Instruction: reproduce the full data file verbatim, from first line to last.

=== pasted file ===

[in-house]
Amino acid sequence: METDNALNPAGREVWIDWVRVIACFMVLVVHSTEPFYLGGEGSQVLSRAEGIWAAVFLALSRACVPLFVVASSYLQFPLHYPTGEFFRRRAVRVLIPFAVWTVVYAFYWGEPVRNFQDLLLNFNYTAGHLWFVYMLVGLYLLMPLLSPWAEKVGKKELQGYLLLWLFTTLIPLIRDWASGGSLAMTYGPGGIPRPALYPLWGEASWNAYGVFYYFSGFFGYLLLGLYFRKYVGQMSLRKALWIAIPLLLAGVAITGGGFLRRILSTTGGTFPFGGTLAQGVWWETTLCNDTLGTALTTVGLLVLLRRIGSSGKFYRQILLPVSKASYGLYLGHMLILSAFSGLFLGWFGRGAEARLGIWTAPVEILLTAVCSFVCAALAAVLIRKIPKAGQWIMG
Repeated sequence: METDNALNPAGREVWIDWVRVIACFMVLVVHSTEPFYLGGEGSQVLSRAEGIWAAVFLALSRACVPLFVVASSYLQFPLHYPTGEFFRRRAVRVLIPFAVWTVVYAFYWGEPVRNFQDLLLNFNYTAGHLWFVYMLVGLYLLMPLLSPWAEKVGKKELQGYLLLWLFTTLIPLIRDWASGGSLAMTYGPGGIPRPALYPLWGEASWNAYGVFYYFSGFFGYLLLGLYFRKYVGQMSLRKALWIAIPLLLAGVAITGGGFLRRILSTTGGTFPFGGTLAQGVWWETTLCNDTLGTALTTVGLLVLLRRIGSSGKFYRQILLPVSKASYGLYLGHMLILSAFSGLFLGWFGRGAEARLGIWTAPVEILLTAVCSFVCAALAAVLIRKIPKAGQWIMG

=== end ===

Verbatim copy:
[in-house]
Amino acid sequence: METDNALNPAGREVWIDWVRVIACFMVLVVHSTEPFYLGGEGSQVLSRAEGIWAAVFLALSRACVPLFVVASSYLQFPLHYPTGEFFRRRAVRVLIPFAVWTVVYAFYWGEPVRNFQDLLLNFNYTAGHLWFVYMLVGLYLLMPLLSPWAEKVGKKELQGYLLLWLFTTLIPLIRDWASGGSLAMTYGPGGIPRPALYPLWGEASWNAYGVFYYFSGFFGYLLLGLYFRKYVGQMSLRKALWIAIPLLLAGVAITGGGFLRRILSTTGGTFPFGGTLAQGVWWETTLCNDTLGTALTTVGLLVLLRRIGSSGKFYRQILLPVSKASYGLYLGHMLILSAFSGLFLGWFGRGAEARLGIWTAPVEILLTAVCSFVCAALAAVLIRKIPKAGQWIMG
Repeated sequence: METDNALNPAGREVWIDWVRVIACFMVLVVHSTEPFYLGGEGSQVLSRAEGIWAAVFLALSRACVPLFVVASSYLQFPLHYPTGEFFRRRAVRVLIPFAVWTVVYAFYWGEPVRNFQDLLLNFNYTAGHLWFVYMLVGLYLLMPLLSPWAEKVGKKELQGYLLLWLFTTLIPLIRDWASGGSLAMTYGPGGIPRPALYPLWGEASWNAYGVFYYFSGFFGYLLLGLYFRKYVGQMSLRKALWIAIPLLLAGVAITGGGFLRRILSTTGGTFPFGGTLAQGVWWETTLCNDTLGTALTTVGLLVLLRRIGSSGKFYRQILLPVSKASYGLYLGHMLILSAFSGLFLGWFGRGAEARLGIWTAPVEILLTAVCSFVCAALAAVLIRKIPKAGQWIMG